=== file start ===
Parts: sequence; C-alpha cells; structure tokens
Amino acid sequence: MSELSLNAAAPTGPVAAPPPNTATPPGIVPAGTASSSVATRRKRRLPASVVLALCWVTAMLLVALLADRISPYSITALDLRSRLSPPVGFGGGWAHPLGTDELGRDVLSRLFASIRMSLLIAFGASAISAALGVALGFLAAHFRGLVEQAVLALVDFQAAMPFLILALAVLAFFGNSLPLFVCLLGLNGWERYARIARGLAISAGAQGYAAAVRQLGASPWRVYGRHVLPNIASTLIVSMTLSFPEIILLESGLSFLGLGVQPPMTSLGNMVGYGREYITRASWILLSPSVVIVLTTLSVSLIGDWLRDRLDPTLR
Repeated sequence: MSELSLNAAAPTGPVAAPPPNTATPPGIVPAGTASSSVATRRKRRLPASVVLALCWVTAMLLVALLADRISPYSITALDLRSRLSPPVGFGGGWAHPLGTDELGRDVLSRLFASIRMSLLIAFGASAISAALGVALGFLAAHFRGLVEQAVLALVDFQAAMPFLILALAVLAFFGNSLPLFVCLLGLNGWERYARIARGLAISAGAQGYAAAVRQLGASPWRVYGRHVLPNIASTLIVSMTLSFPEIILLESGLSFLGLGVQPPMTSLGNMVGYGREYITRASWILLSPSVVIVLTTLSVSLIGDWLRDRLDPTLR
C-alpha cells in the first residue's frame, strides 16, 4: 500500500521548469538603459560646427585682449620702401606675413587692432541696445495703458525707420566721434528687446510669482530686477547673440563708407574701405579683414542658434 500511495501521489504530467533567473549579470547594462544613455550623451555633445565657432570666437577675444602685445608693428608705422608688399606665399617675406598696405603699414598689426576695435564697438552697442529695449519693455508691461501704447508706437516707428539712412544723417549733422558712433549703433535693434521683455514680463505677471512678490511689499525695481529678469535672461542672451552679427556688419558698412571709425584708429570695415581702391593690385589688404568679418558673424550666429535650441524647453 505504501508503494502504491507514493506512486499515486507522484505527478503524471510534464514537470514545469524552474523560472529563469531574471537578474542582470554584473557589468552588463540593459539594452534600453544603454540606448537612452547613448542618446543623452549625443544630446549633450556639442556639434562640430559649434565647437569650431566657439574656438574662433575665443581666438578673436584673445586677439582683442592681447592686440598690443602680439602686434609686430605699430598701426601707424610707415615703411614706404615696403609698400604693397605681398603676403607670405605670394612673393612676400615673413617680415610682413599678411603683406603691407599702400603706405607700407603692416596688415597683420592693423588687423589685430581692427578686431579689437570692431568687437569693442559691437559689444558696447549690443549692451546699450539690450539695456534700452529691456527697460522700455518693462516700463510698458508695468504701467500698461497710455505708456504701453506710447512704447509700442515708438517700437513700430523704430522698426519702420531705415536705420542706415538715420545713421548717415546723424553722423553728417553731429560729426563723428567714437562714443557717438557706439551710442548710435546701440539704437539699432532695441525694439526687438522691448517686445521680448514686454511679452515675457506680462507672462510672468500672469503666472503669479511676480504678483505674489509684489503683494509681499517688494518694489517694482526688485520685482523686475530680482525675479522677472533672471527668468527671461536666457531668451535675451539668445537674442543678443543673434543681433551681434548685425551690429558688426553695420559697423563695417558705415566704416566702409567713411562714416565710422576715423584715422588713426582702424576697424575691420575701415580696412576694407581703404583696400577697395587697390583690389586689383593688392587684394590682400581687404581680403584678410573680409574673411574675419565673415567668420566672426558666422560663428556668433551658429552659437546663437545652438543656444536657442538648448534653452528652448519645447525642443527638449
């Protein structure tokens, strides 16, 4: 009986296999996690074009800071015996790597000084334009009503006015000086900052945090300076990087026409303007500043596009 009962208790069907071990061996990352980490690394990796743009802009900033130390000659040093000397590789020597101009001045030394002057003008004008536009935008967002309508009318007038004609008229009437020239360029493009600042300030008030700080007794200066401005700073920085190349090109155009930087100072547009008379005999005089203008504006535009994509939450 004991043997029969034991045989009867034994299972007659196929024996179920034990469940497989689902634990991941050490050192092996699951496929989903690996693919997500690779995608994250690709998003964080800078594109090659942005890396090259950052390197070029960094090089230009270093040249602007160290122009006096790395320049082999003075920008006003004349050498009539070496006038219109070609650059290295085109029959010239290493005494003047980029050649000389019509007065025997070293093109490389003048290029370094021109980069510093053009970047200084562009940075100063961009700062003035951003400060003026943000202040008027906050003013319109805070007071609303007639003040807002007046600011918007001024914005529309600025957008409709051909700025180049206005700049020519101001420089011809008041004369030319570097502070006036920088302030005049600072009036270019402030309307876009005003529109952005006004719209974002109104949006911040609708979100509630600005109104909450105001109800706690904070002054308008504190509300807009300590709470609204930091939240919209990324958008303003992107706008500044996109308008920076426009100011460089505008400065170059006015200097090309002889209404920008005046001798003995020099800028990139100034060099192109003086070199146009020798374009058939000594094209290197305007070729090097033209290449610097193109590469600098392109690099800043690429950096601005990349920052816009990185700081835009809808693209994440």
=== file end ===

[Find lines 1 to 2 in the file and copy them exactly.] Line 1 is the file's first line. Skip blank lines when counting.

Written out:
Parts: sequence; C-alpha cells; structure tokens
Amino acid sequence: MSELSLNAAAPTGPVAAPPPNTATPPGIVPAGTASSSVATRRKRRLPASVVLALCWVTAMLLVALLADRISPYSITALDLRSRLSPPVGFGGGWAHPLGTDELGRDVLSRLFASIRMSLLIAFGASAISAALGVALGFLAAHFRGLVEQAVLALVDFQAAMPFLILALAVLAFFGNSLPLFVCLLGLNGWERYARIARGLAISAGAQGYAAAVRQLGASPWRVYGRHVLPNIASTLIVSMTLSFPEIILLESGLSFLGLGVQPPMTSLGNMVGYGREYITRASWILLSPSVVIVLTTLSVSLIGDWLRDRLDPTLR